Kamala Shouldn’t Apologize for Being a Prosecutor

Joe Mathews
Connecting California Columnist and Editor, Zócalo Public Square, Fellow at the Center for Social Cohesion at Arizona State University and co-author of California Crackup: How Reform Broke the Golden State and How We Can Fix It (UC Press, 2010)

Let the defense attorneys handle the defense, Senator Harris.

You were a prosecutor, so stop being defensive about it.

Kamala Harris has made a strong entry into the presidential race, with one exception: how she has handled her record as prosecutor.

She’s come under criticism, from some in California and from voices on the left, for her tenure as San Francisco D.A. and state attorney general. Such criticism is predictable. She’s a strong candidate, and Democrats have so many issues with the criminal justice system that any prosecutor would get grief for her record.

But Harris’ reaction has been unsettling—to deflect and obfuscate. She’s tried to frame herself as a reformer of that system, even though she has little record as a reformer. She’s a tough-minded, decisive machine pol from San Francisco, after all. She’s called herself a “progressive prosecutor,” another highly questionable claim.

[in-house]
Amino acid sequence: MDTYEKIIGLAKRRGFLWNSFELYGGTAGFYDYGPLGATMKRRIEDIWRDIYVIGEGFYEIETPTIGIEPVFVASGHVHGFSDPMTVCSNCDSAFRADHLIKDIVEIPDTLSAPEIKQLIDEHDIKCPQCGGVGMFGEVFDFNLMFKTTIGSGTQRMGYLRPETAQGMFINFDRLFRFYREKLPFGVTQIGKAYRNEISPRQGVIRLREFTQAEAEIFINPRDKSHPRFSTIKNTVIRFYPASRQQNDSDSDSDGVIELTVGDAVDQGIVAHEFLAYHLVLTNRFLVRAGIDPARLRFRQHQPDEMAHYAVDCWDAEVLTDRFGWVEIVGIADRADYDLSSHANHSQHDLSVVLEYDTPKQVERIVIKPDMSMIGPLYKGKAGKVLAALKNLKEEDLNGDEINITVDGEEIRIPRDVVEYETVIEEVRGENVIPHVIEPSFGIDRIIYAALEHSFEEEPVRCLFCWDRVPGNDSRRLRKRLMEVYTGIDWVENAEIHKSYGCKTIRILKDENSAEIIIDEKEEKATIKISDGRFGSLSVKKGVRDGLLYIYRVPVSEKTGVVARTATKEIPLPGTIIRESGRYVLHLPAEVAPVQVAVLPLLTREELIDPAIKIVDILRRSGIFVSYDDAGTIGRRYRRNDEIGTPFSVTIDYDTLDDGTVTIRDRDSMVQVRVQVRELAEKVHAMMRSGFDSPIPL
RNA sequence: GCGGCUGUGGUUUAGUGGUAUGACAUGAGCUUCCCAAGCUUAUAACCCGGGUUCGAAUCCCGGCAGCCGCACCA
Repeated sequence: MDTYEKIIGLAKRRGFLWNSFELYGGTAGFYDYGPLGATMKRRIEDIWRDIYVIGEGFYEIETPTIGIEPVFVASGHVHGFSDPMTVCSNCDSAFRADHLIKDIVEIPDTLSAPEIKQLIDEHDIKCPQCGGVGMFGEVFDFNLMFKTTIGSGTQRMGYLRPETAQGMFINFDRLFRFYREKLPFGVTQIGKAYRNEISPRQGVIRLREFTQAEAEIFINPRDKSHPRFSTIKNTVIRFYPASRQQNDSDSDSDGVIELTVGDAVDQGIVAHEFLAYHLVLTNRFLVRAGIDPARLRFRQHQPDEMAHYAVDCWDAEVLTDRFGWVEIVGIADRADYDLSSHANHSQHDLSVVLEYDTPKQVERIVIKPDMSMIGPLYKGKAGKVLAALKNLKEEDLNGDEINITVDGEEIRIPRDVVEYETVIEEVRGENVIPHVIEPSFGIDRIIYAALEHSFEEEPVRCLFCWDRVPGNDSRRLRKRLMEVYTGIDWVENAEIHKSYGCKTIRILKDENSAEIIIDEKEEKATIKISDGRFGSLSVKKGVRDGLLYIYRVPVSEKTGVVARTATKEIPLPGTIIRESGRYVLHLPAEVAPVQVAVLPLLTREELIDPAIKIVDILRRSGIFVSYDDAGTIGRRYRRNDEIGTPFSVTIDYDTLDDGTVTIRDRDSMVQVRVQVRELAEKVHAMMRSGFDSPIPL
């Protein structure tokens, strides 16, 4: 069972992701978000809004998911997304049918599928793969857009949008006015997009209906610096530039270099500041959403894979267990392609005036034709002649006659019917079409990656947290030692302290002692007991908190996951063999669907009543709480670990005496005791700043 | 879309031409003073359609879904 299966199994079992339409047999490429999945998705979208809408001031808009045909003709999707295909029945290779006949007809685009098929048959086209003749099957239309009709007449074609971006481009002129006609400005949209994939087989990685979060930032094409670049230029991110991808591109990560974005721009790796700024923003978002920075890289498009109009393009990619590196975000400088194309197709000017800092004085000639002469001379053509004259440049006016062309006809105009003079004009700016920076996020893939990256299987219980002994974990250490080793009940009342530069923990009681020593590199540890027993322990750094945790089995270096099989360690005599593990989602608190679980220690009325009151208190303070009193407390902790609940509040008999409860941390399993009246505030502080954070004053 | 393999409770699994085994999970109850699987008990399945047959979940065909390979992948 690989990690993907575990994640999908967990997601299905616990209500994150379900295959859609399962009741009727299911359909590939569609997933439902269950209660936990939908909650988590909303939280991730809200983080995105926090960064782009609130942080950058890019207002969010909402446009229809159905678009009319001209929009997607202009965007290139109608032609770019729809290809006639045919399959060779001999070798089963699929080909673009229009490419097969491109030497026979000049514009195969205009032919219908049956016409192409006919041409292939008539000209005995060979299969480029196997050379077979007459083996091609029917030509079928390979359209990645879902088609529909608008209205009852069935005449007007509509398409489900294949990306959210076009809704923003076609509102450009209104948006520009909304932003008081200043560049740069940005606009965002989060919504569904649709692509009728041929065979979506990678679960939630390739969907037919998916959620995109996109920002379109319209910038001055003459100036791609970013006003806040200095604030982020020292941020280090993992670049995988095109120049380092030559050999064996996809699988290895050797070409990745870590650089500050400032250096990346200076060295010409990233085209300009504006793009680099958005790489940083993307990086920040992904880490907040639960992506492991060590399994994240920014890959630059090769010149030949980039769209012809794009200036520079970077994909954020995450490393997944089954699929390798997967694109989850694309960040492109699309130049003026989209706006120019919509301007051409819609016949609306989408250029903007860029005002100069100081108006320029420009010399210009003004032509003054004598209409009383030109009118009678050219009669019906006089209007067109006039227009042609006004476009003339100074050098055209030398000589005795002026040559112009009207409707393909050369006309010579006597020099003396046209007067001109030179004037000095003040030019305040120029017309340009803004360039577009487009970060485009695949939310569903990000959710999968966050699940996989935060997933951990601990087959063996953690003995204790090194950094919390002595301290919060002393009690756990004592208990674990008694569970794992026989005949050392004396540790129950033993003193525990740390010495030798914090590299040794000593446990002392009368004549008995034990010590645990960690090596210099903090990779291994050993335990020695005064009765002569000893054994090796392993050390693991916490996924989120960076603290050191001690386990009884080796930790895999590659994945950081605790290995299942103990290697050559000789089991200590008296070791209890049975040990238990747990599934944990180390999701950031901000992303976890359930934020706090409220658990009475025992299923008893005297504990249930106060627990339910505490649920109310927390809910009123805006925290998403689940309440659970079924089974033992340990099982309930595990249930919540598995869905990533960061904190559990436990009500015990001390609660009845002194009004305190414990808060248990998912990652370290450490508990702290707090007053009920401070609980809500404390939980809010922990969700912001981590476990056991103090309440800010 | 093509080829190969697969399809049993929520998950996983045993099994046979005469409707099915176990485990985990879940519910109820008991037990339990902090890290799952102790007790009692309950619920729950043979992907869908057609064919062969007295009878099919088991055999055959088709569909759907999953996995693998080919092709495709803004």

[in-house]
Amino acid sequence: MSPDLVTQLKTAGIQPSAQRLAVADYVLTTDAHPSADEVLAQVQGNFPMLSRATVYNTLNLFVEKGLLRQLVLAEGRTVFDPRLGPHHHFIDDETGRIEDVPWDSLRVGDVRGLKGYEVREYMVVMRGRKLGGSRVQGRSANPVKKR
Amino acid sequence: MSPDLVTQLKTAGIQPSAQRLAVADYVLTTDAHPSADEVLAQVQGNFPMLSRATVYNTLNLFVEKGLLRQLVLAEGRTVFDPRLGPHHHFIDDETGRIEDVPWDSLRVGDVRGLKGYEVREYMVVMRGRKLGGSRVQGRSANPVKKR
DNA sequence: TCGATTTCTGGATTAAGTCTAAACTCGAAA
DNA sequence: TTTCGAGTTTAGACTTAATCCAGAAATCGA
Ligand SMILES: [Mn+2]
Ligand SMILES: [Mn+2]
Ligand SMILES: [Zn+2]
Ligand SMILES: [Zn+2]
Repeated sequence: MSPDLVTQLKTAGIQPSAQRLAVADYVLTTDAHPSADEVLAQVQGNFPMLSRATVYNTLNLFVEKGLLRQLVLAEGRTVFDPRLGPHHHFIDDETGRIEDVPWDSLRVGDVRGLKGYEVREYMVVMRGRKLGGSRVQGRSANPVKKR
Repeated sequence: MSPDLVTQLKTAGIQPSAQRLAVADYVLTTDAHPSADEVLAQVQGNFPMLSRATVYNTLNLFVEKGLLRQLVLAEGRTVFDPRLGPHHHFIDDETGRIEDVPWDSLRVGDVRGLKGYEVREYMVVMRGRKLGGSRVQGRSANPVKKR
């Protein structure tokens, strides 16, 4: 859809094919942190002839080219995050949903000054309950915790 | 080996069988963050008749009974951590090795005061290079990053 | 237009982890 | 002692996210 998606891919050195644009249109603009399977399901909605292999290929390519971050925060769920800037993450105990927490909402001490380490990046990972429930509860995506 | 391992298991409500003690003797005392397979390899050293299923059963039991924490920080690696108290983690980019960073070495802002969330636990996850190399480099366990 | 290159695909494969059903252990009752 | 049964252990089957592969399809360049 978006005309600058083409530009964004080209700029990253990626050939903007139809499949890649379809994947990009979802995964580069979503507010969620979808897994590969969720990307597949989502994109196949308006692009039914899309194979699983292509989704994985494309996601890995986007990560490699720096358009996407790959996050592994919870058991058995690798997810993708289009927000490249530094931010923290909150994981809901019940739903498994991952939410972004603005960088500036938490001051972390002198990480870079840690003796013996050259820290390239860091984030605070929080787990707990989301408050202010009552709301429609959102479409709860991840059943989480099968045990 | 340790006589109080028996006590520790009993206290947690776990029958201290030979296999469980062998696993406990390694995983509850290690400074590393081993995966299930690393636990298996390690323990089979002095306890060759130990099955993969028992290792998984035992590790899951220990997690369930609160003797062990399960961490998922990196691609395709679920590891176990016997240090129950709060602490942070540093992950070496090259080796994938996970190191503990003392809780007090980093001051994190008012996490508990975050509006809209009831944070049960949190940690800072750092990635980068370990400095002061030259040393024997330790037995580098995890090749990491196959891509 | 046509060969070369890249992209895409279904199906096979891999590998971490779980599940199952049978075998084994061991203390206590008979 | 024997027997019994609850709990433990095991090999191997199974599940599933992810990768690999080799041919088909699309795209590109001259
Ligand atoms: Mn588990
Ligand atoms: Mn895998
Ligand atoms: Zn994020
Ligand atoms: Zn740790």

The pandering to progressives isn’t convincing. And it’s just going to draw attention to flaws in her record.

She’d be better off owning who she was. She should say that she was a tough prosecutor and makes no apologies for it. She put bad people in jail. She could say she tried to keep the streets safe, and that public safety is the basis for all kinds of progress. She could point to declining crime in her city and her state.

If she has important progressive plans now on criminal justice, she should talk about those. But there is no need to re-litigate or recast her past record. And it’s pointless to try to separate herself from the criminal justice system.

She come entirely out of that system. She’s not credible apologizing for it. She should own it.

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